Wednesday, March 11, 2009

thoughts on the gaze...

hello to all,

i'm new to this blog. professor watson invited me to join. so let me introduce myself. my name is jill dawsey and i'm the curator of modern and contemporary art at the UMFA on campus.

i have to say that's it's been some time since i've encountered such an engaged and intelligent discussion on this issue of the gaze. jessica, i think that BOTH of your friends are right.

maybe this has already been discussed in class, but i think it's important to have an understanding of where this term "male gaze" comes from. "gaze," as your friend suggests, is a historical term, and quite different from "spectatorship" or "beholding," for example. gaze implies that someone in particular is being gazed at.

but the issue of the "male gaze" (and do forgive me if you know this already) gained popularity in the late 1970s, in the wake of film theorist Laura Mulvey's important (canonical, even) essay entitled "Visual Pleasure and Narrative Cinema." you can wiki it, but the upshot is that (keep in mind she is talking about classic hollywood cinema) as viewers, we are almost always forced to identify with the "male gaze"--the hero (think john wayne, think harrison ford, even) who moves the narrative forward--and the images are all shot from his viewpoint, and the women in the picture serve as moments for pausing, for beauty, for...objectification. their bodies are fragmented by the editing, and what's worse, for Mulvey, is that it's a matter of either being a good mother or a femme fetale. don't be put off by her psychoanalytical approach: it was the 70s, and Freud was useful for feminists even if he wasn't one himself. what he suggested is that we *learn* how to be sexual creatures, so there is a readymade critique of essentialism or biological determinism.

since 1975, there have been HEATED debates about the so-called "male gaze." what about gay men?, as your male friend, jessica, rightly points out. don't viewers identify with images and characters in their own eccentric, idiosyncratic ways? why else would judy garland be so popular (actually, she is amazing, regardlesss of one's sexual orientation.) what about lesbians? there is agood article on the lesbian gaze, but i will have to look it up. let me know if you are interested in further reading.

and yet, the problem persists. as far as i am concerned, if you are born white and male in this society, you can be the nicest, most empathetic person in the world, but you automatically have more power than everyone else. unless, maybe, you are really poor. things may be changing (we'll see...). but white men still have "the phallus" (which is a Lacanian term, and not at all the same as having a penis. it means having power.)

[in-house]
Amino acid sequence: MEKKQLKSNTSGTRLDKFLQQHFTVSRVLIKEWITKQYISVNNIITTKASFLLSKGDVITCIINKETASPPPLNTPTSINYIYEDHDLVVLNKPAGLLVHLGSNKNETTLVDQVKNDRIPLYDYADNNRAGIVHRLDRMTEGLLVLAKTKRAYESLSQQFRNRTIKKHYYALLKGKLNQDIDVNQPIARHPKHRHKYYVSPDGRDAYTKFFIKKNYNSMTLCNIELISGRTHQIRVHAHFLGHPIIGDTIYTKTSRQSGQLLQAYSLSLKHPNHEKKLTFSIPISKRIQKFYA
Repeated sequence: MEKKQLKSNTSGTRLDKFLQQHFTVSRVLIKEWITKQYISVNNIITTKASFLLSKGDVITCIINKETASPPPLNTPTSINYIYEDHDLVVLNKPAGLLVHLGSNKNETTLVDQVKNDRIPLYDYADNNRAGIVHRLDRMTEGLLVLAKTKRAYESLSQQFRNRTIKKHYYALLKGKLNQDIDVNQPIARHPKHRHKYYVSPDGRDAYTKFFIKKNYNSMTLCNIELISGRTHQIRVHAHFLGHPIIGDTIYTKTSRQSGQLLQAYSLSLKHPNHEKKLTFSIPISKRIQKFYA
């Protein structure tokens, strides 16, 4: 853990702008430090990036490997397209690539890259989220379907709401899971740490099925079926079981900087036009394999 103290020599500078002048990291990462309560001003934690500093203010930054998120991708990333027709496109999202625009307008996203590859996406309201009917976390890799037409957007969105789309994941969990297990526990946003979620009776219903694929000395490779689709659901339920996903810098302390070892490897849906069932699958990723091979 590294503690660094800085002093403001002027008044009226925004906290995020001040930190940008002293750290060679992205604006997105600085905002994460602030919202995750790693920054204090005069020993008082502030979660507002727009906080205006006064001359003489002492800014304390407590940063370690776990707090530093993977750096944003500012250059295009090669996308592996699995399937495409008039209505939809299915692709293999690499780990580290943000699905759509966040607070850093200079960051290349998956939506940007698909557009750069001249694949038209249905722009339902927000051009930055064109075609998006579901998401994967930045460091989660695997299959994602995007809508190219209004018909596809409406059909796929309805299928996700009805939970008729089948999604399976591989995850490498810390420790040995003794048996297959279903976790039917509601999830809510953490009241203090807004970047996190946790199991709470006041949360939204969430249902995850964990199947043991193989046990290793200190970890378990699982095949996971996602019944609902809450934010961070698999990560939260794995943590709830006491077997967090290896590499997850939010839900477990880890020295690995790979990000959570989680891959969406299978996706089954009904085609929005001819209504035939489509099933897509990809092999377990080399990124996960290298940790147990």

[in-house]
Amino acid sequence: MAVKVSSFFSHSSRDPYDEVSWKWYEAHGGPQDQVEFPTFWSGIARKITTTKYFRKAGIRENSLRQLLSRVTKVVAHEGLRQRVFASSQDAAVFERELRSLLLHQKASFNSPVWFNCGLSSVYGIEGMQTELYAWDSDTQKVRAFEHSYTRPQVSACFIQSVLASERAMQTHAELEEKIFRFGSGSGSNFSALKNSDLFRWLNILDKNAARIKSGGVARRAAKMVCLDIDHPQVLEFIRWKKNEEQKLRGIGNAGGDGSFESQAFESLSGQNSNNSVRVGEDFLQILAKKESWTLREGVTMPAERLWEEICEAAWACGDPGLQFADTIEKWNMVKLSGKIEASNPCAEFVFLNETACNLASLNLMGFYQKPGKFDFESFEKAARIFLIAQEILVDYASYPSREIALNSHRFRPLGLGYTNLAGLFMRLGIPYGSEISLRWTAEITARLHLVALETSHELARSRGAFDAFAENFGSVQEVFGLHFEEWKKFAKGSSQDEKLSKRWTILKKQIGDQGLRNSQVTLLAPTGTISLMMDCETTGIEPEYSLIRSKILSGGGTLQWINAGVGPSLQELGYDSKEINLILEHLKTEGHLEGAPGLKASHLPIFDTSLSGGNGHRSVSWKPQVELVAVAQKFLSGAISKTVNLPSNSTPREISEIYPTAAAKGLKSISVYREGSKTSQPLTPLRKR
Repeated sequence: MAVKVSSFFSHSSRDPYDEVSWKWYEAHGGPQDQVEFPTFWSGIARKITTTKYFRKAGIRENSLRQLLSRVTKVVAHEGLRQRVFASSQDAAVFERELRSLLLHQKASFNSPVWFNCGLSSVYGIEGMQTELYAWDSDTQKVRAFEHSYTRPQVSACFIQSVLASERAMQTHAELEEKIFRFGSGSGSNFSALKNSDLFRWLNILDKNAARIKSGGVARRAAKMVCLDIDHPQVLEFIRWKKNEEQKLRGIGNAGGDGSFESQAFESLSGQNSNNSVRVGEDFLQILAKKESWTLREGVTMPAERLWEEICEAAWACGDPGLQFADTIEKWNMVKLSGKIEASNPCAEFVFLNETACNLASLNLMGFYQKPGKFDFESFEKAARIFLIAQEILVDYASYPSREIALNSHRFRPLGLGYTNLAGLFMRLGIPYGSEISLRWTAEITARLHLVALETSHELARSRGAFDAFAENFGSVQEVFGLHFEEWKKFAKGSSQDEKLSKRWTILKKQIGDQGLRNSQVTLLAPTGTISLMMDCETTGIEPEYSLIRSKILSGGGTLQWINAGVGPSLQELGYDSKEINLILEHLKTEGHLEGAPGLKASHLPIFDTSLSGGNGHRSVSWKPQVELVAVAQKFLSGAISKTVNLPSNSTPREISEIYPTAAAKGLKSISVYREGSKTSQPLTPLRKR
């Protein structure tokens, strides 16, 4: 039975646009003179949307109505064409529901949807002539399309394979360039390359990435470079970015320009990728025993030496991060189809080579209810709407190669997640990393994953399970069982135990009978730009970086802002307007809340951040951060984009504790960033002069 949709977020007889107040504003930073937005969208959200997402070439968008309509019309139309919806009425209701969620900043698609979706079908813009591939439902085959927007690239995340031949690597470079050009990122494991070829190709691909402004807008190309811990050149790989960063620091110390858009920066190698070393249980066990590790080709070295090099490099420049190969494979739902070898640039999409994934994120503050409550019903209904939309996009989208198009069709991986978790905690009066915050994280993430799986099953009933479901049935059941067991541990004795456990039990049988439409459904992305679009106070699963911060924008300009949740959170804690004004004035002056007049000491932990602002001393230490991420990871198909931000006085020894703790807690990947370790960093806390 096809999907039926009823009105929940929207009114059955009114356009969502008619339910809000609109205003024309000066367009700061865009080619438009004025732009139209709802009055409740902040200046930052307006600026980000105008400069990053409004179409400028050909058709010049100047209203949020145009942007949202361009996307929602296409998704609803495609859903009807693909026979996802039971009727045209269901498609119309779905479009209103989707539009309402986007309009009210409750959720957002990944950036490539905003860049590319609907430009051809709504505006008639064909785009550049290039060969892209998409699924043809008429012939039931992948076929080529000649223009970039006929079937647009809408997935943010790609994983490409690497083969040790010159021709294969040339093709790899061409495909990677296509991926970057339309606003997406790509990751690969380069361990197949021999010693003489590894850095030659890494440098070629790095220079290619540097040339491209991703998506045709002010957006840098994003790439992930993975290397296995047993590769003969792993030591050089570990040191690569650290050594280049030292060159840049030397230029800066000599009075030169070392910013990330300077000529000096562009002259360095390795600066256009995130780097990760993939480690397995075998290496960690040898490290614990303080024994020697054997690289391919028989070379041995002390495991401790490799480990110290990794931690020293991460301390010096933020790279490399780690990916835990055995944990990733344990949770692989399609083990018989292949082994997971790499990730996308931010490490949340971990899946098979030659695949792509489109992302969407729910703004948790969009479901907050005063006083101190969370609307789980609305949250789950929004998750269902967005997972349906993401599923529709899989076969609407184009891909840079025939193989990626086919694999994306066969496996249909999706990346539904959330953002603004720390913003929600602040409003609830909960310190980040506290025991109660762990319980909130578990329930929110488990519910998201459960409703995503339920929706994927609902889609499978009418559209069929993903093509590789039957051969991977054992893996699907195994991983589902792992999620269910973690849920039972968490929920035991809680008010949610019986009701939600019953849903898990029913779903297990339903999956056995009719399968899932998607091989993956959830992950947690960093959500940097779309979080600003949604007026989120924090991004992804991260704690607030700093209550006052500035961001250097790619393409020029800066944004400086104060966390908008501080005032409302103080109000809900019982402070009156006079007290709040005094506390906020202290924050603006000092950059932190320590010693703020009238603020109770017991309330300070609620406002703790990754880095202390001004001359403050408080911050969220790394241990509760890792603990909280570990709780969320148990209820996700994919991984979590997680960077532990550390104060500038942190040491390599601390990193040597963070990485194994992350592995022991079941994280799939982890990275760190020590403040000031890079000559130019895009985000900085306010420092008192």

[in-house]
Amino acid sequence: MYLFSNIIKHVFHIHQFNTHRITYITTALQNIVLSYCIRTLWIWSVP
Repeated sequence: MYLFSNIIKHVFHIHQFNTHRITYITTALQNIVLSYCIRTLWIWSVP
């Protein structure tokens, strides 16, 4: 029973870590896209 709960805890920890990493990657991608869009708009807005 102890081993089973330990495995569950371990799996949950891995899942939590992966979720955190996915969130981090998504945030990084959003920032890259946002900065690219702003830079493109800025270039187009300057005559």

jessica, your female friend suggests that women participate in their own objectification. indeed we do (straight women, but maybe gay women too). we are cultural creatures. over the holidays i was watching television with my mother (i don't get cable; she does) and this show on the E channel or something comes on: "The Girls Next Door." the playboy girls who live with Hugh Hefner (talk about patriarchy!). and my mother, despite being the religious lady that she is, had already seen the show, and exclaimed to me: "one of them has a master's degree in psychology! why is she doing this?" and i said: "mom, you think women get rewarded and affirmed more in our society for doing psychology or for having big boobs? it's the latter."

women have to fight a double-consciousness. laws have been changed, and certain advances have been made, but perhaps the real struggle is a psychic one.

this is not to say that women are the only ones who struggle with objectification. the great psychoanalist and colonial theorist Franz Fanon (DO wiki him) once described "the crushing objecthood" that he experienced when a white child in a market called out something to the effect of, look mother! a negro! if that's isn't objectification, i don't know what is.

but there are other ways in which we are all turned into objects. we sell ourselves, we sell our labor. artists, if they are lucky, have a more creative relationship to their lives and to other people. but most of us show up, we clock in, we put in our time, and it all seems natural. Marx, for one, would have it otherwise.

but to return to the gaze. i like the ideas of Martin Buber and Emmanuel Levinas, who both suggest that as human beings, we are capable of seeing ourselves seeing one another. and that would be a good kind of gazing.

thanks for listening to my thoughts.

very best,
jill

6 comments:

  1. That was pretty amazing. Thanks, Jill. Can't wait to hear what Jessica has to say....and others, too.

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  2. Wow. That's a lot to think about. The only thing I think I can add is that the male perspective has really always been the default perspective. I was browsing through the Feminine Mystique the other day, and I was pleased to see how far we had come as a culture in breaking down gender barriers, but there is still a long way to go. The fact that terms like "mankind" and "pantsuit" are still floating around (despite whatever blatant and oftentimes garishly pointed attempts to substitute female placeholders) is evidence that maleness is a perspective easily adopted by just about everyone.